“I think you would always improve, Biddy, under any circumstances.”
“Ah! Except in my bad side of human nature,” murmured Biddy.
It was not so much a reproach as an irresistible thinking aloud. Well! _hought I would give up that point too. So, I walked a little further wit_iddy, looking silently at her downcast eyes.
“I have not heard the particulars of my sister’s death, Biddy.”
“They are very slight, poor thing. She had been in one of her ba_tates—though they had got better of late, rather than worse— for four days, when she came out of it in the evening, just at tea-time, and said quit_lainly, ‘Joe.’ As she had never said any word for a long while, I ran an_etched in Mr. Gargery from the forge. She made signs to me that she wante_im to sit down close to her, and wanted me to put her arms round his neck. S_ put them round his neck, and she laid her head down on his shoulder quit_ontent and satisfied. And so she presently said ‘Joe’ again, and once ‘Pardon,’ and once ‘Pip.’ And so she never lifted her head up any more, and i_as just an hour later when we laid it down on her own bed, because we foun_he was gone.”
Biddy cried; the darkening garden, and the lane, and the stars that wer_oming out, were blurred in my own sight.
“Nothing was ever discovered, Biddy?”
“Do you know what is become of Orlick?”
“I should think from the color of his clothes that he is working in th_uarries.”
“Of course you have seen him then?—Why are you looking at that dark tree i_he lane?”
“I saw him there, on the night she died.”
“That was not the last time either, Biddy?”
“No; I have seen him there, since we have been walking here.—It is of no use,” said Biddy, laying her hand upon my arm, as I was for running out, “you know _ould not deceive you; he was not there a minute, and he is gone.”
It revived my utmost indignation to find that she was still pursued by thi_ellow, and I felt inveterate against him. I told her so, and told her that _ould spend any money or take any pains to drive him out of that country. B_egrees she led me into more temperate talk, and she told me how Joe loved me, and how Joe never complained of anything,—she didn’t say, of me; she had n_eed; I knew what she meant,—but ever did his duty in his way of life, with _trong hand, a quiet tongue, and a gentle heart.
“Indeed, it would be hard to say too much for him,” said I; “and Biddy, w_ust often speak of these things, for of course I shall be often down her_ow. I am not going to leave poor Joe alone.”
Biddy said never a single word.
“Biddy, don’t you hear me?”
“Yes, Mr. Pip.”
“Not to mention your calling me Mr. Pip,—which appears to me to be in ba_aste, Biddy,—what do you mean?”
“What do I mean?” asked Biddy, timidly.
“Biddy,” said I, in a virtuously self-asserting manner, “I must request t_now what you mean by this?”
“By this?” said Biddy.
“Now, don’t echo,” I retorted. “You used not to echo, Biddy.”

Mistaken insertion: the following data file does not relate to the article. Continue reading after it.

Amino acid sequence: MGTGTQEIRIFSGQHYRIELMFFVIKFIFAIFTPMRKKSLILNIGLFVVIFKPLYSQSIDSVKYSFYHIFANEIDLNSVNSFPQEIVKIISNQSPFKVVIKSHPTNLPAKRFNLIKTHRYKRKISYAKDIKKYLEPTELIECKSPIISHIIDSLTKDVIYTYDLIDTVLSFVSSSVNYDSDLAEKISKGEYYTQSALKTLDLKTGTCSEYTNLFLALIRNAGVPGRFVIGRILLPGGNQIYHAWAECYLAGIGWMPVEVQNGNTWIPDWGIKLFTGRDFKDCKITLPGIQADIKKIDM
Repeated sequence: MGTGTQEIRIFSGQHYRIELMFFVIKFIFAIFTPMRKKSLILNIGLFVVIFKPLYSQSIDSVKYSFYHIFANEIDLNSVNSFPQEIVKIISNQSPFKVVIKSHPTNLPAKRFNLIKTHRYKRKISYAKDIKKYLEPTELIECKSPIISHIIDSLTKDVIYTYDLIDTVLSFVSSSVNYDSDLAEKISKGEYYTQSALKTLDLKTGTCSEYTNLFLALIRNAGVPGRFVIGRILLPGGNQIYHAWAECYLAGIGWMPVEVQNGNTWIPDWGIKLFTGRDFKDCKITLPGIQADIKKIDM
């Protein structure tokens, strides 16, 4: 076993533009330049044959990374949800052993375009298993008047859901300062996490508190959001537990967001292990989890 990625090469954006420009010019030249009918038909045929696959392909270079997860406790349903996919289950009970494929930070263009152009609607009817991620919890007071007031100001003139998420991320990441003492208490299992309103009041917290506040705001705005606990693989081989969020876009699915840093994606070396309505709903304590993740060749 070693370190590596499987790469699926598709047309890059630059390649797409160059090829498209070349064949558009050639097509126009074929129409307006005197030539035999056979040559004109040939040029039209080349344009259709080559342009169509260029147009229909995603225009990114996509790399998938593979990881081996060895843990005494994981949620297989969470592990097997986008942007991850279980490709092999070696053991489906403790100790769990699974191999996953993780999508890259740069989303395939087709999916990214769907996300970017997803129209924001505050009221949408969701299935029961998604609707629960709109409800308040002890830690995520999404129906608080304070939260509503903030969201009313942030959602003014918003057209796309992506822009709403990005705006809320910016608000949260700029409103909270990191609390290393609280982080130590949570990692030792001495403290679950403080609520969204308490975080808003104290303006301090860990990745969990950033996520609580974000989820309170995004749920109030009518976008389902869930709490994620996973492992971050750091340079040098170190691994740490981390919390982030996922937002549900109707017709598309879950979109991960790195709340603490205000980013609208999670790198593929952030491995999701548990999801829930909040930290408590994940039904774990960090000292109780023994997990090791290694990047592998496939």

“Used not!” said Biddy. “O Mr. Pip! Used!”
Well! I rather thought I would give up that point too. After another silen_urn in the garden, I fell back on the main position.
“Biddy,” said I, “I made a remark respecting my coming down here often, to se_oe, which you received with a marked silence. Have the goodness, Biddy, t_ell me why.”
“Are you quite sure, then, that you will come to see him often?” asked Biddy, stopping in the narrow garden walk, and looking at me under the stars with _lear and honest eye.
“O dear me!” said I, as if I found myself compelled to give up Biddy i_espair. “This really is a very bad side of human nature! Don’t say any more, if you please, Biddy. This shocks me very much.”
For which cogent reason I kept Biddy at a distance during supper, and when _ent up to my own old little room, took as stately a leave of her as I could, in my murmuring soul, deem reconcilable with the churchyard and the event o_he day. As often as I was restless in the night, and that was every quarte_f an hour, I reflected what an unkindness, what an injury, what an injustice, Biddy had done me.
Early in the morning I was to go. Early in the morning I was out, and lookin_n, unseen, at one of the wooden windows of the forge. There I stood, fo_inutes, looking at Joe, already at work with a glow of health and strengt_pon his face that made it show as if the bright sun of the life in store fo_im were shining on it.
“Good by, dear Joe!—No, don’t wipe it off—for God’s sake, give me you_lackened hand!—I shall be down soon and often.”
“Never too soon, sir,” said Joe, “and never too often, Pip!”
Biddy was waiting for me at the kitchen door, with a mug of new milk and _rust of bread. “Biddy,” said I, when I gave her my hand at parting, “I am no_ngry, but I am hurt.”
“No, don’t be hurt,” she pleaded quite pathetically; “let only me be hurt, i_ have been ungenerous.”
Once more, the mists were rising as I walked away. If they disclosed to me, a_ suspect they did, that I should not come back, and that Biddy was quit_ight, all I can say is,—they were quite right too.